State requirements that high school graduates pass exit exams were the leading edge of the movement towards standards-based reform and continue to be adopted and refined by states today. In this study, we present new empirical evidence on how exit exams influenced educational attainment and labor market experiences using data from the 2000 Census and the National Center for Education Statistics' Common Core of Data (CCD). Our results suggest that the effects of these reforms have been heterogeneous. For example, our analysis of the Census data suggests that exit exams significantly reduced the probability of completing high school, particularly for black students. Similarly, our analysis of grade-level dropout data from the CCD indicates that Minnesota's recent exit exam increased the dropout rate in urban and high-poverty school districts as well as in those with a relatively large concentration of minority students. This increased risk of dropping out was concentrated among 12th grade students. However, we also found that Minnesota's exit exam lowered the dropout rate in low-poverty and suburban school districts, particularly among students in the 10th and 11th grades. These results suggest that exit exams have the capacity to improve student and school performance but also appear to have exacerbated the inequality in educational attainment.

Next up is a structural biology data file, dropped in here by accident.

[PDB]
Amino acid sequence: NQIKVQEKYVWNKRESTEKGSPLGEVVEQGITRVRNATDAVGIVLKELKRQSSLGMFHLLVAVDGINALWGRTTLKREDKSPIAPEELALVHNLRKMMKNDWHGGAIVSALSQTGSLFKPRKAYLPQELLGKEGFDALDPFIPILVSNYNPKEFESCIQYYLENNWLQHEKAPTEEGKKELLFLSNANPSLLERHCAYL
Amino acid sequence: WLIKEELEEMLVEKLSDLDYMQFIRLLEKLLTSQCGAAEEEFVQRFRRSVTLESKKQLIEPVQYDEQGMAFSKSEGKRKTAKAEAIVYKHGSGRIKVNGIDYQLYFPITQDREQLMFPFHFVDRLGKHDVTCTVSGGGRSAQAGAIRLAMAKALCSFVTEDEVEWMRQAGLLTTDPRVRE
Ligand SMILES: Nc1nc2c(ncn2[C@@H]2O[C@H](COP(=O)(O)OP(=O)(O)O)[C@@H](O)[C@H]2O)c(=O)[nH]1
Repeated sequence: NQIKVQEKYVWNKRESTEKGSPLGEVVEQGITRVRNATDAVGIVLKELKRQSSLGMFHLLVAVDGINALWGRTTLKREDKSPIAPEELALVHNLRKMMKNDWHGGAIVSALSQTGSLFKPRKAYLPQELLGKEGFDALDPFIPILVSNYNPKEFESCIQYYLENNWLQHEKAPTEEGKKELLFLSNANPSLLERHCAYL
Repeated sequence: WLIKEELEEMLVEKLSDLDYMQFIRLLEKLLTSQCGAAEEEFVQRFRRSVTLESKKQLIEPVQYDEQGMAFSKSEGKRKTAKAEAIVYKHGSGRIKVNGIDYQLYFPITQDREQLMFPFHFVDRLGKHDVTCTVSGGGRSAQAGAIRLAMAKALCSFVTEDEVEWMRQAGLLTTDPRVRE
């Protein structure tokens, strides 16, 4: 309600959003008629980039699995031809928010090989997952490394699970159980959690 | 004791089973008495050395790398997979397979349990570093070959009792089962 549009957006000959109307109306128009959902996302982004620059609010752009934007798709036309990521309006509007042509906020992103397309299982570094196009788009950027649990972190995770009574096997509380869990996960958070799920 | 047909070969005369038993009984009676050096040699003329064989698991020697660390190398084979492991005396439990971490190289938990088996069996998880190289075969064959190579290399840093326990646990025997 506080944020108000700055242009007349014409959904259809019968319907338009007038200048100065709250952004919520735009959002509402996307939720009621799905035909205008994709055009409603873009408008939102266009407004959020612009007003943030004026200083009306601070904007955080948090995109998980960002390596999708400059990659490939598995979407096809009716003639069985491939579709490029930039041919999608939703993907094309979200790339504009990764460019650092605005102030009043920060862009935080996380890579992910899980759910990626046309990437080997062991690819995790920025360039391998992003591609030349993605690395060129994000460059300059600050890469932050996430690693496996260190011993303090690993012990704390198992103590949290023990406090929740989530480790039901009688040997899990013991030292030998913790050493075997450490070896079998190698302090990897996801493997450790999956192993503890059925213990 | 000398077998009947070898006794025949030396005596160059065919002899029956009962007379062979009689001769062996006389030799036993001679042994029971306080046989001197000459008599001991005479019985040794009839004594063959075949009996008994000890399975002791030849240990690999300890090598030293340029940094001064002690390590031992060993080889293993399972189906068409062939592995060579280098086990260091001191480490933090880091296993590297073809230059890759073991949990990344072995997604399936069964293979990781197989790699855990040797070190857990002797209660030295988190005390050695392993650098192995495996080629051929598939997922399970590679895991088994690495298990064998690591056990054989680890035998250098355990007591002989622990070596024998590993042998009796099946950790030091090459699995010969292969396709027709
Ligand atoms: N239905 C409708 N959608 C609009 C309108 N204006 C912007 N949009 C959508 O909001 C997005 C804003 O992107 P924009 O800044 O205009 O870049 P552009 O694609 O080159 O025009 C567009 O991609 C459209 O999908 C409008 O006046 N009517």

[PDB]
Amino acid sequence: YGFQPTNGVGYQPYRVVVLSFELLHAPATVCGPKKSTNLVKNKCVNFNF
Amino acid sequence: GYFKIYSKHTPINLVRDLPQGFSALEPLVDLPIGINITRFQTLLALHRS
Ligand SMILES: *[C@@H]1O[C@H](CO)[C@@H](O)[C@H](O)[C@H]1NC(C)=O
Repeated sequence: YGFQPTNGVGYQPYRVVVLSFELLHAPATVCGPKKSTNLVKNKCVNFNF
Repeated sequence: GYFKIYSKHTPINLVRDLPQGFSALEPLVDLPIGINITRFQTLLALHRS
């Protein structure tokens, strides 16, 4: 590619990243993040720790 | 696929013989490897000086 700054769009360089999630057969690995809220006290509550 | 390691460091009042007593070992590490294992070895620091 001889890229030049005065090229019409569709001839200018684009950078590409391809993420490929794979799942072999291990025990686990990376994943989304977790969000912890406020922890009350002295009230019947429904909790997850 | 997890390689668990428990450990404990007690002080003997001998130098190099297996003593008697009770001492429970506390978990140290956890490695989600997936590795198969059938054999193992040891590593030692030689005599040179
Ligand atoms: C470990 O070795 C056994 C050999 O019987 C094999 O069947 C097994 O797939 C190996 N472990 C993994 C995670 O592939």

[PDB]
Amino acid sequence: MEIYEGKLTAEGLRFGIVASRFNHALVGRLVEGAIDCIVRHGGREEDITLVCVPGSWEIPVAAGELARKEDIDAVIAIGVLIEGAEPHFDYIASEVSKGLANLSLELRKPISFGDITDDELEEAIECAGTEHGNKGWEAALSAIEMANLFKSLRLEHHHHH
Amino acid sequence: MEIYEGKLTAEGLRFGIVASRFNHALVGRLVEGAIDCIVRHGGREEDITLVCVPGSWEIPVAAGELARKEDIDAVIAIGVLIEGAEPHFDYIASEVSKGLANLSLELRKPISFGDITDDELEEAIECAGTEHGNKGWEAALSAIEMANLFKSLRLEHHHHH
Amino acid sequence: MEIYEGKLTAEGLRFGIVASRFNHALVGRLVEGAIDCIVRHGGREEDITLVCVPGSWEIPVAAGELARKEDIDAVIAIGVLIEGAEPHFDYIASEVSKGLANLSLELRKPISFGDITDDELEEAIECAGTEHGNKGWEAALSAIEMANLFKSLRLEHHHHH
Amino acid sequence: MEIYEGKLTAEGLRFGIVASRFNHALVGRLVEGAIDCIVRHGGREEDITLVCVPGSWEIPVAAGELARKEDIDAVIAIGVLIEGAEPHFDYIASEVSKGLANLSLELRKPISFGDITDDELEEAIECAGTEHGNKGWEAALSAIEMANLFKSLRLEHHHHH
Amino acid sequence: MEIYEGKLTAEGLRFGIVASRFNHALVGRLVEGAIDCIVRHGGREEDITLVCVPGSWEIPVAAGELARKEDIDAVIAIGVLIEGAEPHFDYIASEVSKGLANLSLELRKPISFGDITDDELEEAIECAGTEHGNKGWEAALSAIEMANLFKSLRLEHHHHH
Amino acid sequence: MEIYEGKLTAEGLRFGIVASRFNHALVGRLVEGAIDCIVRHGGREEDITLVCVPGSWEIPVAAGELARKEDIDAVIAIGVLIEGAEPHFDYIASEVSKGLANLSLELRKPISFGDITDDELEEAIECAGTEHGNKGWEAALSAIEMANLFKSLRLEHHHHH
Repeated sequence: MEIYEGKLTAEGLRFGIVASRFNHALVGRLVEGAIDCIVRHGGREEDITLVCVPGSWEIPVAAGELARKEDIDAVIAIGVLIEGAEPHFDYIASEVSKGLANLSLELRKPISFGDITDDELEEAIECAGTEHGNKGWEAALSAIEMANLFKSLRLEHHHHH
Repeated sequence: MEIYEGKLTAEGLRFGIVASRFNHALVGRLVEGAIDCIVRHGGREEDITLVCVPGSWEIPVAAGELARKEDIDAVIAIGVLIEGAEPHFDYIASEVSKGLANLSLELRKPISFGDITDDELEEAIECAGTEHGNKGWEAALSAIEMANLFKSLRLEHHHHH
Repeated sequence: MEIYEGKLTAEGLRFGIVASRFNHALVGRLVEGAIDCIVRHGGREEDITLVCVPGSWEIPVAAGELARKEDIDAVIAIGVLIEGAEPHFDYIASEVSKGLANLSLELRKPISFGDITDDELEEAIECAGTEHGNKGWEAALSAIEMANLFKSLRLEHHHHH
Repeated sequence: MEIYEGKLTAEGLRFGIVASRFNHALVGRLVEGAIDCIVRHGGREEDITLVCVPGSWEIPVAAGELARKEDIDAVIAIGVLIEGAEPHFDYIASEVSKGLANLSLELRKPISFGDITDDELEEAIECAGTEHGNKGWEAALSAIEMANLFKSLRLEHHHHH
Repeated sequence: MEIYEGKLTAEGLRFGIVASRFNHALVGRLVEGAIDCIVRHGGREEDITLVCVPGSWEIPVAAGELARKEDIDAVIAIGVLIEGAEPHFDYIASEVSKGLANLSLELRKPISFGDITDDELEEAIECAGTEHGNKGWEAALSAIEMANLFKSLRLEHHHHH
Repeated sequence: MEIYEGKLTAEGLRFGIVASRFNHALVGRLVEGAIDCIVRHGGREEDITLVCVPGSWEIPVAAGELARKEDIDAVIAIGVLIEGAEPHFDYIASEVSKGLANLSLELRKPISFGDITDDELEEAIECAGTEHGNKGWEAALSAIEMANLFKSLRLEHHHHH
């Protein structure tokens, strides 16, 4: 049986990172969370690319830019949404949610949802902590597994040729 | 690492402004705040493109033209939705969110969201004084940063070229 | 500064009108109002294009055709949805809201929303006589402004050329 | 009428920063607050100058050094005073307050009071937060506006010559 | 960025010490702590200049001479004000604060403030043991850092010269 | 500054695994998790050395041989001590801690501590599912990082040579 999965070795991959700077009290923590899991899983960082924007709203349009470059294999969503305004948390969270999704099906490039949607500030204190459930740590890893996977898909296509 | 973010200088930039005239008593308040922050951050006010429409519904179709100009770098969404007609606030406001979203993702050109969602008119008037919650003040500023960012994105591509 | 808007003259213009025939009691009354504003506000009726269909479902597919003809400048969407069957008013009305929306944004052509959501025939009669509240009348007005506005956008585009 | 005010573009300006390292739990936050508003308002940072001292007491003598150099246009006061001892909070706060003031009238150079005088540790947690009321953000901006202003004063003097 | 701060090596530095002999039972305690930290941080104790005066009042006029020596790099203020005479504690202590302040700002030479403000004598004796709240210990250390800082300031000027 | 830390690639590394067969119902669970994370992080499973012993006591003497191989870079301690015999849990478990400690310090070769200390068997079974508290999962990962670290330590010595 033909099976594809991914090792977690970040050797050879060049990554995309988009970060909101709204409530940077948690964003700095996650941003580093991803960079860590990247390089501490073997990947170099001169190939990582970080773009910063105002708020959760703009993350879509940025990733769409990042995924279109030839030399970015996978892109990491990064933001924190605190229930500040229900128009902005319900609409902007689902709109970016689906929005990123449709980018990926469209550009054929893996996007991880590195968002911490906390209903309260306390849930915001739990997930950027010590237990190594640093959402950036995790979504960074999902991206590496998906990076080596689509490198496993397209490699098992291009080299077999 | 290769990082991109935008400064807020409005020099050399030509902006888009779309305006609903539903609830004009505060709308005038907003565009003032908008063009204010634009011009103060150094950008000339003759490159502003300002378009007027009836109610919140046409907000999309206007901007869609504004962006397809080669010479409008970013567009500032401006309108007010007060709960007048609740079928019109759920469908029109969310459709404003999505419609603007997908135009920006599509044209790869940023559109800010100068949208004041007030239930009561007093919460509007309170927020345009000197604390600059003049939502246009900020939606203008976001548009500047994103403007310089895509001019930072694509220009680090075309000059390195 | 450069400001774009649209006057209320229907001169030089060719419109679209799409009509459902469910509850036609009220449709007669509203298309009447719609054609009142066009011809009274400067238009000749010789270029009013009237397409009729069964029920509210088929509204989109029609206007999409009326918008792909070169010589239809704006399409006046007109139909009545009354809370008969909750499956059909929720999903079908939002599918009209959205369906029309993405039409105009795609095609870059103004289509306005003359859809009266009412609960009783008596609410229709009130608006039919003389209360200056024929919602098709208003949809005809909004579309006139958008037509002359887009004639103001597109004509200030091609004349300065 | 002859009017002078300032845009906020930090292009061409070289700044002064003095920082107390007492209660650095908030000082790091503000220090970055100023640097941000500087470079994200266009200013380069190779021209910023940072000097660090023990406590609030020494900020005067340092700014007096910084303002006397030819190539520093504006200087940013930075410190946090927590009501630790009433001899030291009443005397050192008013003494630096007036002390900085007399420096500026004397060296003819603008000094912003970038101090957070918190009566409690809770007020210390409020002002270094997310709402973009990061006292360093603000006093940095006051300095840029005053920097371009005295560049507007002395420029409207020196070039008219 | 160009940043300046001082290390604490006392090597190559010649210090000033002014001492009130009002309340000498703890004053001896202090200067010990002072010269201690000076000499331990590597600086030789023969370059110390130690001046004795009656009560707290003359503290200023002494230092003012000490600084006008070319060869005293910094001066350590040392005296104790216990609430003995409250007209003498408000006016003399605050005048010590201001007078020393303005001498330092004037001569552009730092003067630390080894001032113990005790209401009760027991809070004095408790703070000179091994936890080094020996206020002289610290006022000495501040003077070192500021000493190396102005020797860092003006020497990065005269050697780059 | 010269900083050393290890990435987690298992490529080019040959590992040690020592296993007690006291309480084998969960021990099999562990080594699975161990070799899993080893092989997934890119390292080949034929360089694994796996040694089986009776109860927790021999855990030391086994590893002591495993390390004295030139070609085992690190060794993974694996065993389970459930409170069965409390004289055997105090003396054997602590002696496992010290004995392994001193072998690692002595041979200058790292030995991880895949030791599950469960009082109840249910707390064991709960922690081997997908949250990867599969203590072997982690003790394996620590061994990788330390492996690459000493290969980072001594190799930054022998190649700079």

We would like to thank Adam Gamoran and the participants at the “Will Standards-Based Reform in Education Help Close the Poverty Gap?” conference at the University of Wisconsin’s Institute for Research on Poverty for helpful suggestions. We would like to thank Wei Ha and J.D. LaRock for excellent research assistance. All remaining errors are our own. Jacob can be contacted at: John F. Kennedy School of Government, Harvard University, 79 JFK Street, Cambridge, MA 02138; email: firstname.lastname@example.org. Dee can be reached at Department of Economics, Swarthmore College, Swarthmore, PA 19081; email: email@example.com. The views expressed herein are those of the author(s) and do not necessarily reflect the views of the National Bureau of Economic Research